As COVID-19 cases continue to swell in the Rio Grande Valley, and the global race to develop a vaccine rages on, the pressure for overwhelmed local hospitals to stay alert of new information is high.

Plasma donations are one of the several new practices the local healthcare field has adopted to combat COVID-19. Plasma is a component of blood that contains nutrients and proteins, and when an individual is exposed to a disease, it’s where antibodies are developed — a specific attack force the body creates that targets the viruses.

It has been found that people who recover from COVID-19 have an 85% chance of having antibodies in their bloodstream, which can be donated and used to help other patients fighting severe symptoms.

At a healthcare forum hosted by the Edinburg Chamber of Commerce on Wednesday, Dr. Carlos Cardenas, the board chairman of DHR Health, explained how plasma donations have become fundamental in treating severely ill patients.

“To be able to use plasma donations as a treatment and therapy at DHR and other facilities that are participating … has been a real boon for us,” Cardenas said.

However, he emphasized, plasma with these antibodies is only found in people who have successfully recovered from the coronavirus.

“The plasma does not grow on trees,” Cardenas said. “… So this is a plea to the public, for those of you who have recovered from COVID-19, to volunteer and give your plasma, because that may help someone who is very ill with COVID-19 and potentially get better.”

Dr. Raul Alvarez, a pathologist at McAllen Medical Center, echoed that message.

“You are giving someone who is sick, who does not have these antibodies which go and kill the virus, a chance,” he said.

The same requirements for donating blood apply to plasma donations. Anyone with good health over the age of 16 and weighs at least 110 pounds can donate, a process that takes less than an hour.

Local residents who have recovered from the coronavirus could donate their plasma at the American Red Cross of South Texas in Harlingen, or Vitaliant, which has blood banks in Harlingen and McAllen.

In addition to plasma donation, Alvarez said a recent study by the University of Oxford in England which proved that steroids reduce the COVID-19 mortality rate has been a game changer for how local hospitals treat patients.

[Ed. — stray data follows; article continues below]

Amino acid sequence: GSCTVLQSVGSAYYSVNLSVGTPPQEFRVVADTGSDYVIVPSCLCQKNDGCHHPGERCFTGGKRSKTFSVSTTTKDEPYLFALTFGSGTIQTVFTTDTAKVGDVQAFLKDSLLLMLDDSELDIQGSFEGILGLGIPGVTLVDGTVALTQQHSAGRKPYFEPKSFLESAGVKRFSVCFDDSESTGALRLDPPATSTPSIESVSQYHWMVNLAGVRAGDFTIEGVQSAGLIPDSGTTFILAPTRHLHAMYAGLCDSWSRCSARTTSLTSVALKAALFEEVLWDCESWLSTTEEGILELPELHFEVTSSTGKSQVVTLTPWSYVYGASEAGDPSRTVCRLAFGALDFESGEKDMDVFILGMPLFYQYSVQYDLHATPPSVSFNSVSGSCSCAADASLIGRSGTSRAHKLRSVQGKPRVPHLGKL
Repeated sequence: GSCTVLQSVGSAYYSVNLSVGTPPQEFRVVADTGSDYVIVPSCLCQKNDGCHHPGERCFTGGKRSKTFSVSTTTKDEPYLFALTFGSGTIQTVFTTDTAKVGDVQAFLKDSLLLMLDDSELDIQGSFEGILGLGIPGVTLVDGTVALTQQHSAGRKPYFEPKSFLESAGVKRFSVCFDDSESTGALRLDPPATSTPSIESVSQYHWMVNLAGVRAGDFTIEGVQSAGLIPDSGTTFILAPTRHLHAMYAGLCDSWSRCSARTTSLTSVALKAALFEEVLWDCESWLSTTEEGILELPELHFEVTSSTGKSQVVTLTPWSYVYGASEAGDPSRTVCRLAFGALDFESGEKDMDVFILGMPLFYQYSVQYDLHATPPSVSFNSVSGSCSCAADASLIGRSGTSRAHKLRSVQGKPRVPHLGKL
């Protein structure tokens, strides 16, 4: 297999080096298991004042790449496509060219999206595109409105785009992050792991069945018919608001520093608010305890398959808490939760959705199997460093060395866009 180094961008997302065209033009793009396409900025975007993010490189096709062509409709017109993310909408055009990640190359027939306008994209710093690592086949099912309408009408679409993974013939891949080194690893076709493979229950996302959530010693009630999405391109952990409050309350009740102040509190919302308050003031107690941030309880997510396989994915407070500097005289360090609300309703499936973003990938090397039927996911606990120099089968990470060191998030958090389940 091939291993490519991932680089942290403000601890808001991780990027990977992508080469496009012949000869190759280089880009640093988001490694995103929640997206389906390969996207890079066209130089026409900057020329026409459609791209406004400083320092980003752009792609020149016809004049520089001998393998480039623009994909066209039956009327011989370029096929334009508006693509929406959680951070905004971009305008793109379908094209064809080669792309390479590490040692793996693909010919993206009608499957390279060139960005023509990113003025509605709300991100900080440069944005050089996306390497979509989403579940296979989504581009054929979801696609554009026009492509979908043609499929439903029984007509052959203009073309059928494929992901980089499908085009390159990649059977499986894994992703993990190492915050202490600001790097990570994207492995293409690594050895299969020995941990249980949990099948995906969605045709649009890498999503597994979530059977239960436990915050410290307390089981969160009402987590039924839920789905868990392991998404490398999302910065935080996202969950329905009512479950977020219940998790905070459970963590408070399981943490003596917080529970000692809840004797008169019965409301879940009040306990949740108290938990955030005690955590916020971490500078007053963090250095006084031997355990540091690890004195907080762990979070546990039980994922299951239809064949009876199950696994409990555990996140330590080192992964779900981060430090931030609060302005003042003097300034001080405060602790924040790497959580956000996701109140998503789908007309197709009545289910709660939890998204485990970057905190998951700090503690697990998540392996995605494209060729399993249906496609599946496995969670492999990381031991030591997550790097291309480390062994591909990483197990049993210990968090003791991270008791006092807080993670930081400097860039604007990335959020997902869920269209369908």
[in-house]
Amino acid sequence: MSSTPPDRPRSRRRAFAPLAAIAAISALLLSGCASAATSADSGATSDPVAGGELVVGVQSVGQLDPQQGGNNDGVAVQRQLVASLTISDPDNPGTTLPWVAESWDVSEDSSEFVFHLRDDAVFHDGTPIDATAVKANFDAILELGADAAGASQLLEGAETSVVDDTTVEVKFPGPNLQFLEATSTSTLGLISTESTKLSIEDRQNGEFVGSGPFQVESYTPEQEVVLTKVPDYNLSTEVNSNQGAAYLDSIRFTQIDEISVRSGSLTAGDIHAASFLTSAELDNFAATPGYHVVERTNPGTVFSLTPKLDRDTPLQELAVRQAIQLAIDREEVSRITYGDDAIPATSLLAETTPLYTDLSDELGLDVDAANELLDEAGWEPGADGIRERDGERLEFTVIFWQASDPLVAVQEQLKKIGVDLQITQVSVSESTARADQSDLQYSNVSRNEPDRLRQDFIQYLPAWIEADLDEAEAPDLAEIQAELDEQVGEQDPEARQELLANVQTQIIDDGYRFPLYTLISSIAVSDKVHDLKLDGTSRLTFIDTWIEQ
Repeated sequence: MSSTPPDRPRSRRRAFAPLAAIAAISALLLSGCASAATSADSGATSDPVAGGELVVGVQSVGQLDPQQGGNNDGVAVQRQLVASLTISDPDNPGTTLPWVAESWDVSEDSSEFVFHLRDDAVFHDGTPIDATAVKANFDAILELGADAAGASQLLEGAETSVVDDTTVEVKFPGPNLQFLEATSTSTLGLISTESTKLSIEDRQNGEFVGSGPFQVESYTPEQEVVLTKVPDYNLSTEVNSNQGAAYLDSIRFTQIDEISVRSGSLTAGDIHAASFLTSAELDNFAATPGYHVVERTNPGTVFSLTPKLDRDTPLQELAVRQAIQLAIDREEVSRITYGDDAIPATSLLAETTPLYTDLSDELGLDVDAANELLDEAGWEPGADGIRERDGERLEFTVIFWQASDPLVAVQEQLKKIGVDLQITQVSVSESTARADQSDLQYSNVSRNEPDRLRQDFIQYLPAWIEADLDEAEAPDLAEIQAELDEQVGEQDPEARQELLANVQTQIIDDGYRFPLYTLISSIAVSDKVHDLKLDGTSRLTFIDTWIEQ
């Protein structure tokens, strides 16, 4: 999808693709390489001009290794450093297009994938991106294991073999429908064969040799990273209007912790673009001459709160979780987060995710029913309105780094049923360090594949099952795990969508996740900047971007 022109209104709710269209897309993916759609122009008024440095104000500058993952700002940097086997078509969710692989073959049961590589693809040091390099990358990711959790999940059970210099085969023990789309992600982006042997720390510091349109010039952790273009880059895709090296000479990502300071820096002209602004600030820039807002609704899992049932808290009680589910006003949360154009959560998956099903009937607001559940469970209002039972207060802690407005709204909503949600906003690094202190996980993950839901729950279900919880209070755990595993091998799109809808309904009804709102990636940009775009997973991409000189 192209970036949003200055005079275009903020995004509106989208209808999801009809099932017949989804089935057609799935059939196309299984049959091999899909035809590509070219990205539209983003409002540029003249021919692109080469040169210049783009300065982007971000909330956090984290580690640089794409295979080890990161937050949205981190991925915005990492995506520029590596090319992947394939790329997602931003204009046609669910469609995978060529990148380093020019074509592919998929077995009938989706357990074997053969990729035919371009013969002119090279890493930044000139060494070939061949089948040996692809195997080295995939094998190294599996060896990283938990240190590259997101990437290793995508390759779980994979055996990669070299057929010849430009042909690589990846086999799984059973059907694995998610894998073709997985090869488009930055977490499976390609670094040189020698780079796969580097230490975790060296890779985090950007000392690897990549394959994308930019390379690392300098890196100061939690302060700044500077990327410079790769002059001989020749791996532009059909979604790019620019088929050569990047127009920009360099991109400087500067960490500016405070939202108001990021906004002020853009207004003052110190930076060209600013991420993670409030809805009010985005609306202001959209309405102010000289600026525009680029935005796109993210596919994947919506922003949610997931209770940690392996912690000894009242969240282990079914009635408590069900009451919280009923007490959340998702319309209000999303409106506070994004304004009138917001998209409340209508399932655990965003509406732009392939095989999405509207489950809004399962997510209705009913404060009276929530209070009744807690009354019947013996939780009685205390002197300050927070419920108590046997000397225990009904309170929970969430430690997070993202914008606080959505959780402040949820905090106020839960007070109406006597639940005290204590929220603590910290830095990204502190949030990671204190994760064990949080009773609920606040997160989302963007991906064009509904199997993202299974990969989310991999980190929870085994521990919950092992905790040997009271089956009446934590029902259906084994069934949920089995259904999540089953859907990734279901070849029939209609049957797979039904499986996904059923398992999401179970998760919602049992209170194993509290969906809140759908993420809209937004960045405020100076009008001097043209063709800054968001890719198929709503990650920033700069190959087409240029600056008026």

According to the study, in which 2,104 random patients were treated with dexamethasone (a steroid), their mortality rate reduced by one-third, compared to 4,321 random patients who received the usual care alone. The study was not continued due to ethical standards, because of the will to treat as many patients possible with dexamethasone.

Before the study, doctors were told not to administer steroids, but that was when there was not enough information on how the virus attacks the body.

“ This changed everything we were doing,” Alvarez said. “We were treating the virus as if it were a respiratory virus, and it is, but we are finding that what the virus does is create a gigantic and drastic inflammatory response.”

The pronounced response is known as an inflammatory cytokine storm.

“Our own immune system just overreacts to this virus and just starts attacking our own body, and it does this by damaging our vessels and creating (blood clots),” he said. “Individuals can die from shortness of breath, damage to lungs, ammonia — it really is a storm.”

McAllen Medical Center has been treating patients with dexamethasone, which is significantly cheaper and more widely used than Remdesivir, a drug that previously was the only substance known to treat COVID-19.

Dexamethasone works to calm the body’s inflammatory response to the coronavirus, which has been found to be the most detrimental part of contracting the disease.

Alvarez added local hospitals also recently started treating COVID-19 patients with anticoagulants, to prevent the formation of blood clots, in addition to proning — laying patents on their belly to promote blood flow.

“So we are trying to stop the inflammation response with steroids, we are trying to stop clots with anticoagulants while laying patients on their stomachs, while also giving patients the antibodies they need to fight the virus,” he said. “All these things are being used in a combination.”

Alvarez then reiterated the need of plasma donations.

“They save a life,” he said. “They oftentimes don’t know who it is going to, or what the end result is. It is very similar to organ donations, it’s a very selfless act.”